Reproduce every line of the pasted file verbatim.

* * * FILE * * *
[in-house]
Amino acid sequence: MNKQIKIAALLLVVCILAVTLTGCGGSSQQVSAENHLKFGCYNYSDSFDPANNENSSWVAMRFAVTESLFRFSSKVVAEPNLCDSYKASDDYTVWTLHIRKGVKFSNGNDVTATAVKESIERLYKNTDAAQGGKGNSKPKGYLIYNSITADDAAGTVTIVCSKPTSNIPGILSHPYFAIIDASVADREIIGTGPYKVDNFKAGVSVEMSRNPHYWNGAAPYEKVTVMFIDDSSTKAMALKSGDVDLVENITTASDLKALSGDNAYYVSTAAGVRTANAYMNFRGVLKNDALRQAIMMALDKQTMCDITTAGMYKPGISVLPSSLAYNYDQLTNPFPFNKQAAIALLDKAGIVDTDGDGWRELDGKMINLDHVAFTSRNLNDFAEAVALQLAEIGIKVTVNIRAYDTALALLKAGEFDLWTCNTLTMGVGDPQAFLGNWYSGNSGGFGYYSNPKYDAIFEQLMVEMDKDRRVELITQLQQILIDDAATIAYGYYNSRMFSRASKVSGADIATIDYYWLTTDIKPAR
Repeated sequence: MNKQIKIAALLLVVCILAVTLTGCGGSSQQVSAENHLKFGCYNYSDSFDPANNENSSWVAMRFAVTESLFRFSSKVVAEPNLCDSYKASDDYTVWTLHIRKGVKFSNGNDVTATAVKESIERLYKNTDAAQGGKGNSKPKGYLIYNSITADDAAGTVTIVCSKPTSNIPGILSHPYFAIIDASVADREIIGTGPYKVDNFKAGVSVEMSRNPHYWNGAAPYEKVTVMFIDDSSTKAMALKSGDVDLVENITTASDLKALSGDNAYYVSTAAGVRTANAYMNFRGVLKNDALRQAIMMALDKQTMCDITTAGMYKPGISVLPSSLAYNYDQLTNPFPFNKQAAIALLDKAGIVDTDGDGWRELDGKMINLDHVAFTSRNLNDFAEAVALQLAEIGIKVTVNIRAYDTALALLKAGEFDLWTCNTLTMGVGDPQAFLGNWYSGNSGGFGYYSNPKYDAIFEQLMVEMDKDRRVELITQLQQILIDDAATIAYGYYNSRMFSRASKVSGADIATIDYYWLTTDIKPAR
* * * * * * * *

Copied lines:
[in-house]
Amino acid sequence: MNKQIKIAALLLVVCILAVTLTGCGGSSQQVSAENHLKFGCYNYSDSFDPANNENSSWVAMRFAVTESLFRFSSKVVAEPNLCDSYKASDDYTVWTLHIRKGVKFSNGNDVTATAVKESIERLYKNTDAAQGGKGNSKPKGYLIYNSITADDAAGTVTIVCSKPTSNIPGILSHPYFAIIDASVADREIIGTGPYKVDNFKAGVSVEMSRNPHYWNGAAPYEKVTVMFIDDSSTKAMALKSGDVDLVENITTASDLKALSGDNAYYVSTAAGVRTANAYMNFRGVLKNDALRQAIMMALDKQTMCDITTAGMYKPGISVLPSSLAYNYDQLTNPFPFNKQAAIALLDKAGIVDTDGDGWRELDGKMINLDHVAFTSRNLNDFAEAVALQLAEIGIKVTVNIRAYDTALALLKAGEFDLWTCNTLTMGVGDPQAFLGNWYSGNSGGFGYYSNPKYDAIFEQLMVEMDKDRRVELITQLQQILIDDAATIAYGYYNSRMFSRASKVSGADIATIDYYWLTTDIKPAR
Repeated sequence: MNKQIKIAALLLVVCILAVTLTGCGGSSQQVSAENHLKFGCYNYSDSFDPANNENSSWVAMRFAVTESLFRFSSKVVAEPNLCDSYKASDDYTVWTLHIRKGVKFSNGNDVTATAVKESIERLYKNTDAAQGGKGNSKPKGYLIYNSITADDAAGTVTIVCSKPTSNIPGILSHPYFAIIDASVADREIIGTGPYKVDNFKAGVSVEMSRNPHYWNGAAPYEKVTVMFIDDSSTKAMALKSGDVDLVENITTASDLKALSGDNAYYVSTAAGVRTANAYMNFRGVLKNDALRQAIMMALDKQTMCDITTAGMYKPGISVLPSSLAYNYDQLTNPFPFNKQAAIALLDKAGIVDTDGDGWRELDGKMINLDHVAFTSRNLNDFAEAVALQLAEIGIKVTVNIRAYDTALALLKAGEFDLWTCNTLTMGVGDPQAFLGNWYSGNSGGFGYYSNPKYDAIFEQLMVEMDKDRRVELITQLQQILIDDAATIAYGYYNSRMFSRASKVSGADIATIDYYWLTTDIKPAR